(On Justin Worley's performance Saturday)
"I thought he played winning football for us. I thought he was in command of the offense, I thought he managed it well. I thought there was a couple of times when he was challenged with the decision making process, when he had to make a quick game time decision. One time when we had an unblocked defender and he had to beat the free heat and he knew exactly when Devrin Young was supposed to be and he did a great job. I thought he managed the offense particularly well. There was a couple deep balls that we would like to have back and we would like to complete those. The overall big play makeup of our football team, we have to have big splash football plays. In the world of college football you can't play perfect. When the play is blocked for four yards we can't get four years we need to get six, we need to get seven yards. We have to have the ability to throw a three-step slant or a five-yard hitch and turn a five-yard gain into a 30-yard gain. Our running backs have to do a good job of making the second, third level defenders miss. You look at successful offenses, they have the ability to score on any area of the field and that is where we need to grow and continue to get better."

(On pass rushing)
"There is so much that goes into being a great pass rusher. The first thing is your feet and your hands, being violent, being explosive with your hands. The best pass rushers have great hands, great hips and great feet. There is a point of working the edges of the defender. If you think about it you really have about 1.9 to 2.7 seconds to run an 11-yard arc too affect and impact the quarterback. Everything has to be thought out, everything has to be habitual. It is all about habits and making quick decisions and understanding your points on a quarterback. There is so much thinking that goes into it and game planning and understanding when the tackle is heavy on his pass set. Understanding is his tired? Having a great counter off your a move. Steve Stripling is best in the business, it is a process. It is learning to do things fast. A lot of times, especially with younger players, the mind ties the feet up. It is just doing it over and over. But there is a lot that goes into impacting the quarterback. If you really break down sacks, we look at wins, but there is also what we call opportunity sacks. Very rarely do you just flat out beat your man. There is team sacks, what do we mean by that, it means the defensive end doing his job, forcing the quarterback to push the pocket, it is the nose guard getting a great inside, internal push upfront and because the quarterback is pushed the back side ends spins into it and gets a sack. That is an opportunity sack because everyone else is doing their job. We talk about that everyday. Those are the elements of being a great pass rushing defense and being a great pass rushing football team."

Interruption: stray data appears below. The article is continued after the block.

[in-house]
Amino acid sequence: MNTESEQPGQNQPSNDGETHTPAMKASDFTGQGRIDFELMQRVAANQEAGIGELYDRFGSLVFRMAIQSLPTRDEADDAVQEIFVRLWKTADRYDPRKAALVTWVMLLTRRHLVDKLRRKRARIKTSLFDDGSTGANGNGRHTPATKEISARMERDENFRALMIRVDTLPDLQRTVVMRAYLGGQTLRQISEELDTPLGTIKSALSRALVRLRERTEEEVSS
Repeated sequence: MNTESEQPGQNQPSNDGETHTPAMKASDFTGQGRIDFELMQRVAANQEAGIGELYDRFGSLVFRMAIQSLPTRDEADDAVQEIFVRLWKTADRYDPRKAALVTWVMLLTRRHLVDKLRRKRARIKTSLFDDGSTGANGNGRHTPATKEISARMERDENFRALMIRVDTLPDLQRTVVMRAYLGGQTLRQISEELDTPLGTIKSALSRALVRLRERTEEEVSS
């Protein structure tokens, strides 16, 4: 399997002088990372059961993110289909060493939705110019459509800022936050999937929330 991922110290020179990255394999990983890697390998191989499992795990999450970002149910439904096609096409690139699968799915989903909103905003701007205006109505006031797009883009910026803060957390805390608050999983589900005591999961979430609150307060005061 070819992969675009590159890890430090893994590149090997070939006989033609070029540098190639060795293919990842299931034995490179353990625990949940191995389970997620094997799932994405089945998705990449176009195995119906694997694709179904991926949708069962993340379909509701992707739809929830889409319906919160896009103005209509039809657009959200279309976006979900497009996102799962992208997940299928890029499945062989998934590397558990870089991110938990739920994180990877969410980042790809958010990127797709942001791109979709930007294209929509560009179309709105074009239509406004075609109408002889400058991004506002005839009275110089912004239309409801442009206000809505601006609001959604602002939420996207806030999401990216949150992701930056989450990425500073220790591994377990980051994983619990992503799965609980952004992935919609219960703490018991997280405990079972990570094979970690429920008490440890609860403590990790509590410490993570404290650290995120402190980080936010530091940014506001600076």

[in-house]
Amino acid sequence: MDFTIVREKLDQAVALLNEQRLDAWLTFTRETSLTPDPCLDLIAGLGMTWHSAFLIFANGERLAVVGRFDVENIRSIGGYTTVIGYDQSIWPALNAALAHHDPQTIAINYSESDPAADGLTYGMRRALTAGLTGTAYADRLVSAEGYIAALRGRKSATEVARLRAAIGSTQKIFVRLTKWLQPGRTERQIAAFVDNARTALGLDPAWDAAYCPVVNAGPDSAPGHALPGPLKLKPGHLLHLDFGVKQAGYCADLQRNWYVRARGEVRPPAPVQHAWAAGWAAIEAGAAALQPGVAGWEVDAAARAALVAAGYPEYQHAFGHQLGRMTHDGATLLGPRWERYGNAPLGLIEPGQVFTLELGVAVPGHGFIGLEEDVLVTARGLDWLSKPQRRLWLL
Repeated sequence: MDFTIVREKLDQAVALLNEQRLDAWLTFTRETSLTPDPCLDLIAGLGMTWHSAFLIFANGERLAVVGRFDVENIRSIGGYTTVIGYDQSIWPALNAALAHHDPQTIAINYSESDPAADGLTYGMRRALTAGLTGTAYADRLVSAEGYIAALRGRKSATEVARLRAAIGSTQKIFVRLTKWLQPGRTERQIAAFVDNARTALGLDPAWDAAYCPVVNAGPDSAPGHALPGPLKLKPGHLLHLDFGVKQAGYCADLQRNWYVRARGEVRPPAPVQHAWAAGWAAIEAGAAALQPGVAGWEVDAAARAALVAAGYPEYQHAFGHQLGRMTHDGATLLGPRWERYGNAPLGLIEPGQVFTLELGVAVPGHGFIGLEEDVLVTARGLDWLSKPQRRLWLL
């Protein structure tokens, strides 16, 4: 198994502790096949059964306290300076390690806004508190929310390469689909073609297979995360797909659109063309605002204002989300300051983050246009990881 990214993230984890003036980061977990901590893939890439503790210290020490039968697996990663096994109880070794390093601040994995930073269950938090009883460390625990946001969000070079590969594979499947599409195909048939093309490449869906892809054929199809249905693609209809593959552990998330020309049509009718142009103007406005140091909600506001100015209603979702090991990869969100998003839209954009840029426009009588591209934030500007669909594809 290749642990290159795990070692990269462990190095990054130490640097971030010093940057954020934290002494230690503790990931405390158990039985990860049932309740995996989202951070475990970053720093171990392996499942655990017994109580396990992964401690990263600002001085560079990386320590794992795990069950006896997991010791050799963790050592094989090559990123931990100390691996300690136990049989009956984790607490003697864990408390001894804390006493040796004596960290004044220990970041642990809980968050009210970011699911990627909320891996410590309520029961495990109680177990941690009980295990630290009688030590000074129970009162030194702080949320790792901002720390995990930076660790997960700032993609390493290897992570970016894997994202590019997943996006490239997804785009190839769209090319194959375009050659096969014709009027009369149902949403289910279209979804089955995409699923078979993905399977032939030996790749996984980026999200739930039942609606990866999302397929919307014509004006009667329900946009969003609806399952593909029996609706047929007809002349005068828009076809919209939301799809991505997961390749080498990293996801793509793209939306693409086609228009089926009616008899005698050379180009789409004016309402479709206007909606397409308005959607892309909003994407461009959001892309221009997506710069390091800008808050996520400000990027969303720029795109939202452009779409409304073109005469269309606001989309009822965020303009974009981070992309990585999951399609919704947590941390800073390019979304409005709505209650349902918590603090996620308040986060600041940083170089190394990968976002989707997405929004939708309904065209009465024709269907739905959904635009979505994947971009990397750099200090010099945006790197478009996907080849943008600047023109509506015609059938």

(On the development of past defensive ends)
"You look at Dan Giordano who is now with the Arizona Cardinals who unfortunately got hurt and is on their injured reserve. Walter Stewart, who is now on our coaching staff. He developed into a great pass rusher. Frank Zombo who is with the Kansas City Chiefs. Coach Stripling coached Lamarr Woodley. Coach Stripling has a Domata Peko from the Bengals. Derek Wolfe is a great illustration of how far he has come from when we got there to where he is at right now. He would be a great resource for you to talk to. We have had a lot of great individuals but it takes time, commitment on their part too and a mental toughness. That mental conditioning that we talk about. You never know which play is going to be the difference in getting a sack. The mentality when it becomes one minute defense. That is time to get paid. There is no mystery. You know they are throwing the football. Rev it up and go. There is so much that goes into that."

(On Mo Couch, Dan Hood, and Dan McCullers)
"It is critical. We will go as well as they go. They were disruptive in the middle. They made some good plays. I think Mo Couch has to continue to progress with his conditioning levels and be able to give us valuable reps. We have some older players in that group that have played a lot of football and we expect a lot from them and demand a lot from them as well."

(On Jacques Smith)